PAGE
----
Superficial surgical site infections following stone and non-stone bile duct surgery- A comparative analysis
Keywords:SSSI, healthcare-associated infections
Background : Superficial surgical site infection (SSSI) is a vital issue after biliary surgery. Surgical site infections remain a major cause of illness in the post-operative period.
Objectives : The purpose of the present study was to compare the number of wound infection and the causative organism of surgical site infection of patient of stone and non-stone bile duct surgery.
Methodology : This cross-sectional study was carried out in the Department of Surgery at Bangabandhu Sheikh Mujib Medical University (BSMMU), Dhaka from May 2017 to April 2018 for a period of 12 months. Patients presented with biliary disease of stone and non-stone variety were selected as study population. Patients were divided into 2 groups designated as group A and group B. Patients with the biliary stone disease were enrolled in group A and the biliary nonstone disease patients were in the group B. Patients were followed up in the postoperative period up to 2 weeks to find out the incidence of wound infection and its risk factors, causative agents, and some other variables. Certain variables were closely monitored to find the postoperative outcome as these variables were standard parameters in assessment of the outcome of the study.
Results : A total number of 50 patients were recruited for this study of which 25 patients were enrolled in group A and the 25 patients were enrolled in group B. Mean age was 42.48 ± 17.21 years in group A and 40.04 ± 21.37 years in group B. The difference was not statistically significant ( p=0.659). Males were predominant in both groups. Male female ratio was 1.77:1 and 1.08:1 in group A and group B respectively. Inflammatory evidence of gall bladder with pericholecystic collection was found in 5 (20%) and 6 (24%) patients in group A and group B. There was evidence of cholangitis in 8 (32%) and 4 (16%) patients in group A and group B respectively. Evidence of inflammation at the wound site, was found in 14 (56%) patients in group A and 7 (28%) patients in group B. There was statistically significant difference between these 2 groups in the incidence of superficial surgical site infection, ( p value is 0.045). Regarding per operative collected bile, we found E. Coli in 4 cases in group A and 3 cases in group B ( p value is 0.408). Klebsiella spp. was found in 1 patient in group A. Wound swab C/S identified E. Coli in 1 patient in group A. Staph aureus was found in 1 and 2 patients in group A and group B respectively ( p value is nonsignificant).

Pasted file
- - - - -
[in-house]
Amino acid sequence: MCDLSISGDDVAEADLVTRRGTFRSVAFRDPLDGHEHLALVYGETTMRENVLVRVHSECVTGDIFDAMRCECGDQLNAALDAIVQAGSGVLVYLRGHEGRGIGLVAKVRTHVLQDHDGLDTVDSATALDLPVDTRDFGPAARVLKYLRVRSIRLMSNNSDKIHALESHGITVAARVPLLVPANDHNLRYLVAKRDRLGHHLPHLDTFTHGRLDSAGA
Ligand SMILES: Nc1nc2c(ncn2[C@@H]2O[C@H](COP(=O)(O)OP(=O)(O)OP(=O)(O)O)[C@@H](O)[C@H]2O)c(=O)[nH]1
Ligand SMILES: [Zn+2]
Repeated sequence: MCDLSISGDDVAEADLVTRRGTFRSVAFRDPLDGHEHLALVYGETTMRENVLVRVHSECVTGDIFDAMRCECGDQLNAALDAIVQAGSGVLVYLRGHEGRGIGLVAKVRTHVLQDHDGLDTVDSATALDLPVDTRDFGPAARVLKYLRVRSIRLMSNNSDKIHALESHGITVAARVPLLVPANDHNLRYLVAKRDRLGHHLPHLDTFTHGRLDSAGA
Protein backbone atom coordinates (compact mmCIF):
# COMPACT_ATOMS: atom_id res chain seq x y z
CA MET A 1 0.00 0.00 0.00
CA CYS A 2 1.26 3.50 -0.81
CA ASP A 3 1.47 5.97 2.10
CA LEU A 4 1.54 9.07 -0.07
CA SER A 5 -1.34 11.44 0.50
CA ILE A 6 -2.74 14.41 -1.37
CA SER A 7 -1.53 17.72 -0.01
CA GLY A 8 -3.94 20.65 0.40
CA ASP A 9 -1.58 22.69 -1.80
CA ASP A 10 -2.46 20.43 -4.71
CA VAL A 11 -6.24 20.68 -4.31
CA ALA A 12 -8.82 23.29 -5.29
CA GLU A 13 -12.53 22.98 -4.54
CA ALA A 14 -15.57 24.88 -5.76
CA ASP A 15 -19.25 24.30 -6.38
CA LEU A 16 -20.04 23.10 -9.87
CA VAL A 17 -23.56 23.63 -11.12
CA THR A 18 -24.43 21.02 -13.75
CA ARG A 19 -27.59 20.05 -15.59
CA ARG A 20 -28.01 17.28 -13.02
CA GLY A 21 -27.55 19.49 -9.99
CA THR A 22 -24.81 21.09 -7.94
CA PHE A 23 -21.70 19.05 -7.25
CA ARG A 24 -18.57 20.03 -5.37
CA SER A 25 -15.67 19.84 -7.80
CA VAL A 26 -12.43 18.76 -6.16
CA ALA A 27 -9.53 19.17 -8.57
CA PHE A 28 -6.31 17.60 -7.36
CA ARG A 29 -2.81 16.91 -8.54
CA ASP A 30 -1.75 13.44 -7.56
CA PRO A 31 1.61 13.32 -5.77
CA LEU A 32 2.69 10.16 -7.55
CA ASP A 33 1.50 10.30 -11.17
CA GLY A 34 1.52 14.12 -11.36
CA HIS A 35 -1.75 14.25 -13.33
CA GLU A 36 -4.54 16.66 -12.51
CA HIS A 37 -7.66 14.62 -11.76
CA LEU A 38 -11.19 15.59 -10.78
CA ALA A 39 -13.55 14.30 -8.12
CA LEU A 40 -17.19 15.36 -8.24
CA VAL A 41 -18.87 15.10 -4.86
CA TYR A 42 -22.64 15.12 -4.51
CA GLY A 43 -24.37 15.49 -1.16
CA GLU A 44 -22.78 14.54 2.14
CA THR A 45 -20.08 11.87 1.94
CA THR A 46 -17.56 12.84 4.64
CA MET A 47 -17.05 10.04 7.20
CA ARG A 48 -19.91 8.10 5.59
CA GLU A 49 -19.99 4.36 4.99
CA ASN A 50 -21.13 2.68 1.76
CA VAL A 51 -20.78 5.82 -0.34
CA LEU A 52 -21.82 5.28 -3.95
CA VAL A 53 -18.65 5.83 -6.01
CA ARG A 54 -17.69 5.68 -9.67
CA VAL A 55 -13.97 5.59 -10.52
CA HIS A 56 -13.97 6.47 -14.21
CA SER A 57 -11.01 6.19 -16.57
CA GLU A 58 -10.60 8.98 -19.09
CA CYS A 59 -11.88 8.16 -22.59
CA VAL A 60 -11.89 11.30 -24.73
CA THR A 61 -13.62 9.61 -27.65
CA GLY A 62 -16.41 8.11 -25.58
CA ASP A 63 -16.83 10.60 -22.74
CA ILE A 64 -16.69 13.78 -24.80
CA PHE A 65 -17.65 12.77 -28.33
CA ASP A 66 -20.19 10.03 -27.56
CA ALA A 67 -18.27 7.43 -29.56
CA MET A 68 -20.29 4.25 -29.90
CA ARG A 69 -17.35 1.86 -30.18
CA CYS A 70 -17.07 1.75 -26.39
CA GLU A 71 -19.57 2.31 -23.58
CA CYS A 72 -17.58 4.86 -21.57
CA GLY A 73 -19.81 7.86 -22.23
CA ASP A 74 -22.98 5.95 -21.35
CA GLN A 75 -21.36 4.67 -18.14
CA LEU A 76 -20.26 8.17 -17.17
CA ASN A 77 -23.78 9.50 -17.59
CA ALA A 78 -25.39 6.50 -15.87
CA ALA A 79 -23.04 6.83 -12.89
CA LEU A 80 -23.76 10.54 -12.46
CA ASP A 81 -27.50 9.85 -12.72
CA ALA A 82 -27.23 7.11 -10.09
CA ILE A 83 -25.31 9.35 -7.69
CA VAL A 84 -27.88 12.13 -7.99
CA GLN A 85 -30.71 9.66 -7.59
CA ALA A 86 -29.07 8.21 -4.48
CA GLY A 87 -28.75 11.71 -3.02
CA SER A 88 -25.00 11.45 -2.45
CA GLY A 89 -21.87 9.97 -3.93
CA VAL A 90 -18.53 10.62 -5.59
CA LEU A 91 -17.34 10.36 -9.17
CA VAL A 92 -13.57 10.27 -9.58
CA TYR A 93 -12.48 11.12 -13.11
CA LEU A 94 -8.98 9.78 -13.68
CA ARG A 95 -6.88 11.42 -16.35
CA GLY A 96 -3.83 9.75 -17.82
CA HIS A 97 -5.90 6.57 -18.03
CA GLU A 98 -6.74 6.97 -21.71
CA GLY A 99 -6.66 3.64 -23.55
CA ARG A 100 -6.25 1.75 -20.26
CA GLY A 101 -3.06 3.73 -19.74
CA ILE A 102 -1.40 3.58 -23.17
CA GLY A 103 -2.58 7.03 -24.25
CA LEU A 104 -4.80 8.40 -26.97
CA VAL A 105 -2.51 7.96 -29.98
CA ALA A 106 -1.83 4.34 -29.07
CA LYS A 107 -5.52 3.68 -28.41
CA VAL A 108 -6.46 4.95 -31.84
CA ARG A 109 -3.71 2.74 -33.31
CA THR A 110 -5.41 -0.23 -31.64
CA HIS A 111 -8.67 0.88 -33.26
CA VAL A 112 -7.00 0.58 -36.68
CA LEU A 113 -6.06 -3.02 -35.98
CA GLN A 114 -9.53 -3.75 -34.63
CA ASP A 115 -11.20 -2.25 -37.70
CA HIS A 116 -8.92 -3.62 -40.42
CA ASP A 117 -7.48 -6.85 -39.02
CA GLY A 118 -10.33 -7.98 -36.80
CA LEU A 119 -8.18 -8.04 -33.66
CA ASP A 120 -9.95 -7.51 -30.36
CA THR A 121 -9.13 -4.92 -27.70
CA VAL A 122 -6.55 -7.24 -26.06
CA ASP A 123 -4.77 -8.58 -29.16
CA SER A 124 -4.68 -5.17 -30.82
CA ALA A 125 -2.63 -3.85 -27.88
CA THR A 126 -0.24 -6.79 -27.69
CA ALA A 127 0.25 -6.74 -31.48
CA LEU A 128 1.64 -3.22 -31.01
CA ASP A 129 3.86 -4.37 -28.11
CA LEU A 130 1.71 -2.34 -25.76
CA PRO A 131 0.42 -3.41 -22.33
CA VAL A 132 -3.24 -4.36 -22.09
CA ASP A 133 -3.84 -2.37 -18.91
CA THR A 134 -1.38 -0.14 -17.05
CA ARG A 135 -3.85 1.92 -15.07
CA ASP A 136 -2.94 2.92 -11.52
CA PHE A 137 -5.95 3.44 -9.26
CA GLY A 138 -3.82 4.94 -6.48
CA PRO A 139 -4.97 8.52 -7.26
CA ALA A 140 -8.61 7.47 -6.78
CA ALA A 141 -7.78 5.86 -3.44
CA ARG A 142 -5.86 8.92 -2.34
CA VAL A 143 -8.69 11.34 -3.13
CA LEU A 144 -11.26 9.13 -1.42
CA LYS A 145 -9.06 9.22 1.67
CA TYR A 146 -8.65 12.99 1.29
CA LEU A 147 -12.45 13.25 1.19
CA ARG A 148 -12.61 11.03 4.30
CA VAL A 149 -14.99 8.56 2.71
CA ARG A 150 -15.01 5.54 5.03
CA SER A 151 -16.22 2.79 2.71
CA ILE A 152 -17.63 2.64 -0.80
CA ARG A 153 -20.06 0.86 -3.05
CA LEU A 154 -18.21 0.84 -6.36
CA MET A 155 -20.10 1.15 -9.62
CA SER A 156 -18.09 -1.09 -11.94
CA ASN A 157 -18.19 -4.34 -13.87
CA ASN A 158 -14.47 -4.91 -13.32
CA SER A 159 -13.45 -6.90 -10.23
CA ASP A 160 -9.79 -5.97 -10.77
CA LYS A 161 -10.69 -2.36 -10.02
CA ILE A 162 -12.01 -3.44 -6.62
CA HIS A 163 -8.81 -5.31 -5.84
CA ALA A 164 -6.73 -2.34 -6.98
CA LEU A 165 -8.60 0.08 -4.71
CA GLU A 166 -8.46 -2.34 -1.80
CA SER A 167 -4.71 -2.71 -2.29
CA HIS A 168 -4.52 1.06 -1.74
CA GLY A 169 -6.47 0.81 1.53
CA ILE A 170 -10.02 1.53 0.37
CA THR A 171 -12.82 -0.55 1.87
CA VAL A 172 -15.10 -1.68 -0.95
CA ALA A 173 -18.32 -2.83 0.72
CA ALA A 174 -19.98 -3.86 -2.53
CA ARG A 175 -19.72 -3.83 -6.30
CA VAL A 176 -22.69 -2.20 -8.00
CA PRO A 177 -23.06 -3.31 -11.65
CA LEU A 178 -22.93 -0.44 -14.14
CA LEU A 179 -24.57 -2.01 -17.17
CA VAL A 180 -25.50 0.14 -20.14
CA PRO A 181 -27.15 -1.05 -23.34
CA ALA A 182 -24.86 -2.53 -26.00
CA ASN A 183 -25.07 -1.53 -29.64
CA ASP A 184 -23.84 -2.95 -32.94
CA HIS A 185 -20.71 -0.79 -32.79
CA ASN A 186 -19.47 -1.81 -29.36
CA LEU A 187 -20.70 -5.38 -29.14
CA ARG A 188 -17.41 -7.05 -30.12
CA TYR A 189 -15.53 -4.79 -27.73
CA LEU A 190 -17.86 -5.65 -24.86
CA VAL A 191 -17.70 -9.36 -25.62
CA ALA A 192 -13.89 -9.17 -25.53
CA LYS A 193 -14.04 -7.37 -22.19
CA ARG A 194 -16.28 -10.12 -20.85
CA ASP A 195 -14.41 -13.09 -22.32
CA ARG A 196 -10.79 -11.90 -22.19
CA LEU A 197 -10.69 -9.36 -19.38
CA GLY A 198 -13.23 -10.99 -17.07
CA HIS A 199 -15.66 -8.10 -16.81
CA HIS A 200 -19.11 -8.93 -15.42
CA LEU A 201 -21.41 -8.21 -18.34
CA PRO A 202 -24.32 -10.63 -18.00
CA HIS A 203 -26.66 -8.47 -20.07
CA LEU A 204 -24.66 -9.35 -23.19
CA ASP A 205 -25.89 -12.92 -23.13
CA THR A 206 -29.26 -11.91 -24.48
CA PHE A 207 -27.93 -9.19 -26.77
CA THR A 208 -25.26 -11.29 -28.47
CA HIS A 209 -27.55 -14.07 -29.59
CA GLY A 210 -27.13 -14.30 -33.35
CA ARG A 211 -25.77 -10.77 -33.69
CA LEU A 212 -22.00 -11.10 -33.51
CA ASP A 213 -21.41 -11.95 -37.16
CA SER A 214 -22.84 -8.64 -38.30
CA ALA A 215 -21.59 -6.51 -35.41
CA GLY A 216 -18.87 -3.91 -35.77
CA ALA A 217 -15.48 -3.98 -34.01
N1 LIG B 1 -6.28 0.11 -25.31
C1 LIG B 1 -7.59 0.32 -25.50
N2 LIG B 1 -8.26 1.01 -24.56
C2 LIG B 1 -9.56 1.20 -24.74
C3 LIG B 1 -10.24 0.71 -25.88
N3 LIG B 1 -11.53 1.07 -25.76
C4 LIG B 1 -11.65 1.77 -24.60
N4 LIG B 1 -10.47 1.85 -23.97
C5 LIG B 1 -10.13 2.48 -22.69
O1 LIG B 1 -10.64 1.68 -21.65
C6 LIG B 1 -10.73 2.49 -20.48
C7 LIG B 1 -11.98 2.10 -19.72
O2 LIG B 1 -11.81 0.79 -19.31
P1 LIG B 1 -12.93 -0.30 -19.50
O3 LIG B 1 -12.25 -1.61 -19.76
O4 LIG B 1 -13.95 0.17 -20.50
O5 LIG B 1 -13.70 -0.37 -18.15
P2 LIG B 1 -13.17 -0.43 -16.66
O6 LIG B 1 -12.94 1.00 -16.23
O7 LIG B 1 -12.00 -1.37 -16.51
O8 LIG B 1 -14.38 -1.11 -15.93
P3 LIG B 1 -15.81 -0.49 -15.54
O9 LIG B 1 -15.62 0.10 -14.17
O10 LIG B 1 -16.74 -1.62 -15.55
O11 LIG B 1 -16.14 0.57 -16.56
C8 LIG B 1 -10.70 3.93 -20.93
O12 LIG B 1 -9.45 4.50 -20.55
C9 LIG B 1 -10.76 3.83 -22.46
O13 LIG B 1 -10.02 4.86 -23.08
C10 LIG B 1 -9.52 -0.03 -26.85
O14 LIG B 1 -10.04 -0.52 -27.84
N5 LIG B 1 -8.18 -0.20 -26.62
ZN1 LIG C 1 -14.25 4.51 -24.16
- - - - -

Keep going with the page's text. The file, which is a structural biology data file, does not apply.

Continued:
Conclusion : In conclusion, there is a difference in the incidence of occurrence of surgical site infection and causative agents after stone and non-stone bile duct surgery. Stone disease has increased chance of wound infection than nonstone disease of bile ducts.
Northern International Medical College Journal Vol.11 (2) Jan 2020: 458-462